Title Year Peak chart positions Certifications Album
US
[18]
US Dance
[19]
US R&B
[20]
US Rap
[21]
AUS
[22]
"Ring the Alarm" 1991 6 F.U. Don't Take It Personal
"La Schmoove"
(featuring Phife Dawg)
1992 [c] 30 3
"True Fuschnick" 14 97 18
"Heavenly Father"[24]
"What's Up Doc? (Can We Rock)"
(with Shaquille O'Neal)
1993 39 26 56 22 59 Nervous Breakdown and Shaq Diesel
"Breakdown" 1994 67 [d] 38 7 Nervous Breakdown
"Sum Dum Munkey"[26] 1995
"Got It Covered"[e][27] Die Hard With A Vengeance Soundtrack
"—" denotes a recording that did not chart or was not released in that territory.

References[edit]

Notes[edit]

  1. ^ a b Sales figures based on certification alone.
  2. ^ "Included four previously unreleased songs: "Cray-Z," "Original Rude Boy," "Voice of the Ghetto," and "Bring It Back"".
  3. ^ "La Schmoove" did not enter the Dance Club Songs, but peaked at number 36 on the Hot Dance Music/Maxi-Singles Sales.[23]
  4. ^ "Breakdown" did not enter the Dance Club Songs, but peaked at number 10 on the Hot Dance Music/Maxi-Singles Sales.[23]
  5. ^ "Got It Covered" was released as a split single with "Summer in the City" by The Lovin' Spoonful

Citations[edit]

  1. ^ a b c d e Huey, Steve. "Fu-Schnickens: Biography". AllMusic. Retrieved 2009-07-18.
  2. ^ a b c "Fu-Schnickens: Charts & Awards". allmusic. Retrieved 2009-07-18.
  3. ^ "American album certifications – Fu-Schnickens – Take It Personally". Recording Industry Association of America.
  4. ^ "Fu-Schnickens Chart History". Billboard 200. Retrieved 2021-07-23.[dead link]
  5. ^ "Fu-Schnickens Chart History". Top R&B/Hip-Hop Albums. Retrieved 2021-07-23.[dead link]
  6. ^ Canadian studio albums chart peaks:
  7. ^ "American album certifications – Fu-Schnickens". Recording Industry Association of America. Retrieved July 23, 2021.
  8. ^ "CAN Certifications > Fu-Schnickens". Music Canada. Retrieved 2022-04-26.
  9. ^ "Fu-Schnickens - Greatest Hits". AllMusic. Retrieved August 6, 2021.
  10. ^ "Fu-Schnickens - True Fu-Schnick". AllMusic. Retrieved August 6, 2021.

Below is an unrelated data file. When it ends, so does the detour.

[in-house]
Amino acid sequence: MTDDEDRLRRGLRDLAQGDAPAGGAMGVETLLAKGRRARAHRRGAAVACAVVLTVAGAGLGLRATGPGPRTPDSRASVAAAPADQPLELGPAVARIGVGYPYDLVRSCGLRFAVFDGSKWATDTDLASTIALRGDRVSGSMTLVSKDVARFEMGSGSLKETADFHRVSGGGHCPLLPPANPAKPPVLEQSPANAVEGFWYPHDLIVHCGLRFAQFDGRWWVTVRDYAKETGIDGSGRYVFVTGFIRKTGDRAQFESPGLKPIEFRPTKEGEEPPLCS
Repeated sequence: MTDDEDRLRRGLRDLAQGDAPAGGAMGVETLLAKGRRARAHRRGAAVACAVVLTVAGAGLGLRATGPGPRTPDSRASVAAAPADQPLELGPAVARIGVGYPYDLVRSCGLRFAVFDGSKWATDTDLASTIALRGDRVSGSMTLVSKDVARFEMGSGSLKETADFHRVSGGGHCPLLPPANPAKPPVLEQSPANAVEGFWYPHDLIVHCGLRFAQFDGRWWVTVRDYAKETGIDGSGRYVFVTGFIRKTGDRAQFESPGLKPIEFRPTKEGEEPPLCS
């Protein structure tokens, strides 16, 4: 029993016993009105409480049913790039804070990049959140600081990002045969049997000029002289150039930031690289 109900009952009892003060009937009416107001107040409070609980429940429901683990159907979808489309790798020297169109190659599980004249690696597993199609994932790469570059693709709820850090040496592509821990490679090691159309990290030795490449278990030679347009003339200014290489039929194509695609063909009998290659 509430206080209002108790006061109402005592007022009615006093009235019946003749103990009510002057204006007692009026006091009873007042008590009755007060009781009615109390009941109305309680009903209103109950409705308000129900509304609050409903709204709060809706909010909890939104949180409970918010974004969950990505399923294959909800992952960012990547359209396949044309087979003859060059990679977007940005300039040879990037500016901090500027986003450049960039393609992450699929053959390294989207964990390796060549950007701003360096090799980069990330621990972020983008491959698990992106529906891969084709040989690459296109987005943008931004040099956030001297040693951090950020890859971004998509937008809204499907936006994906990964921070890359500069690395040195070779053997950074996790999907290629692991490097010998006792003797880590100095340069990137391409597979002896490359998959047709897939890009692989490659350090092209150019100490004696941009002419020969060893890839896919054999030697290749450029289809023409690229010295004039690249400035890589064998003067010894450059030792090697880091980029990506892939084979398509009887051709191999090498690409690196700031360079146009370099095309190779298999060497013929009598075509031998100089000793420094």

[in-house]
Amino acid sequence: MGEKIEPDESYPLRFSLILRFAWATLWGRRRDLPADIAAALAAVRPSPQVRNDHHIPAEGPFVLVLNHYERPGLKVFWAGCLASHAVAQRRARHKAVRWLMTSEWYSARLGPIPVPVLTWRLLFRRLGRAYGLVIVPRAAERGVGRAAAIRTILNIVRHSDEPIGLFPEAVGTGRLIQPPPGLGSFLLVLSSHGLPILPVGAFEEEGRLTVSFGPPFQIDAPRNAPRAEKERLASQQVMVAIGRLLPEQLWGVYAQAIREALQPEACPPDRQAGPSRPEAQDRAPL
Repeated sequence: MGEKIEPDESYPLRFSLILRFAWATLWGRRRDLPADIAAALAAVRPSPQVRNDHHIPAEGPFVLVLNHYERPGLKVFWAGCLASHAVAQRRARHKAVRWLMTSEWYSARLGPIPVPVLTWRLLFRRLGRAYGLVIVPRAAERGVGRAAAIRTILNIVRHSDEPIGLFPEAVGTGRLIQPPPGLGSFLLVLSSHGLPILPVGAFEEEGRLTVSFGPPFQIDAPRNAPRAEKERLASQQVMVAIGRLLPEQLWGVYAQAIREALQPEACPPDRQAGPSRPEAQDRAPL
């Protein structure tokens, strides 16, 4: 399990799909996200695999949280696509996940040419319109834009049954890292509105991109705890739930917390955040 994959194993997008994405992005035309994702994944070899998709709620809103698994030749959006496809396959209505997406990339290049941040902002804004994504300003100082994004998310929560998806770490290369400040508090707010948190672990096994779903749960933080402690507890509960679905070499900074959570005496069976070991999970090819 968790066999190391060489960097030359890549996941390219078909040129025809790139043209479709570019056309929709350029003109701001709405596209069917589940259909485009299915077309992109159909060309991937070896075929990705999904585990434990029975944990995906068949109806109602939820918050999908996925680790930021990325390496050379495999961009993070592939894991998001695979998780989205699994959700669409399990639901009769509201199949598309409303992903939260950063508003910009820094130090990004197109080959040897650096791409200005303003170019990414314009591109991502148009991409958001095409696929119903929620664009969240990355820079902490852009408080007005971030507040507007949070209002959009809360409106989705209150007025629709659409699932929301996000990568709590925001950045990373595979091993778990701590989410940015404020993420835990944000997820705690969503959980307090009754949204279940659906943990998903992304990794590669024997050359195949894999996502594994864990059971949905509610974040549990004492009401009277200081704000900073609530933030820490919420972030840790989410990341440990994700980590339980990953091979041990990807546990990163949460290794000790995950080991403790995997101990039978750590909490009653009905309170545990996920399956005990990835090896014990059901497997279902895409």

11. ^ "Fu-Schnickens". Discogs. Retrieved 22 June 2021.
  12. ^ "Fu-Schnickens - Chart history (Billboard)". Retrieved 22 June 2021.
  13. ^ "Hot Rap Songs Chart". Billboard. Retrieved 22 June 2021.
  14. ^ "Hot Rap Songs Chart". Billboard. Retrieved 22 June 2021.
  15. ^ "Hot Rap Songs Chart". Billboard. Retrieved 22 June 2021.
  16. ^ "Hot Rap Songs Chart". Billboard. Retrieved 22 June 2021.
  17. ^ "Hot Rap Songs Chart". Billboard. Retrieved 22 June 2021.
  18. ^ "Fu-Schnickens - US Hot 100". billboard.com. Retrieved 11 June 2020.
  19. ^ "Fu-Schnickens - US Dance Club Songs". billboard.com. Retrieved 11 June 2020.[dead link]
  20. ^ "Fu-Schnickens - US R&B/Hip-Hop Songs". billboard.com. Retrieved 11 June 2020.[dead link]
  21. ^ "Fu-Schnickens - US Hot Rap Songs". billboard.com. Retrieved 11 June 2020.[dead link]
  22. ^ Ryan, Gavin (2011). Australia’s Music Charts 1988–2010 (PDF ed.). Mt Martha, Victoria, Australia: Moonlight Publishing. p. 91.
  23. ^ a b "Dance/Electronic Singles Sales". Retrieved 26 May 2021.[dead link]
  24. ^ Heavenly Father (track listing). Fu-Schnickens. Jive Records. 1992. JIVE T 315.{{cite AV media notes}}: CS1 maint: others in cite AV media (notes) (link)
  25. ^ "American album certifications – Fu-Schnickens feat. Shaquille O'neal". Recording Industry Association of America. Retrieved July 23, 2021.
  26. ^ "Fu-Schnickens - Sum Dum Munkey [Vinyl Single] (12 inch Vinyl Single - Jive #42276)". AllMusic.
  27. ^ Summer In The City (From The Original Motion Picture Soundtrack Die Hard With A Vengeance) (track listing). The Lovin' Spoonful / Fu-Schnickens. RCA Victor. 1988. 09026-68307-4.{{cite AV media notes}}: CS1 maint: others in cite AV media (notes) (link)

External links[edit]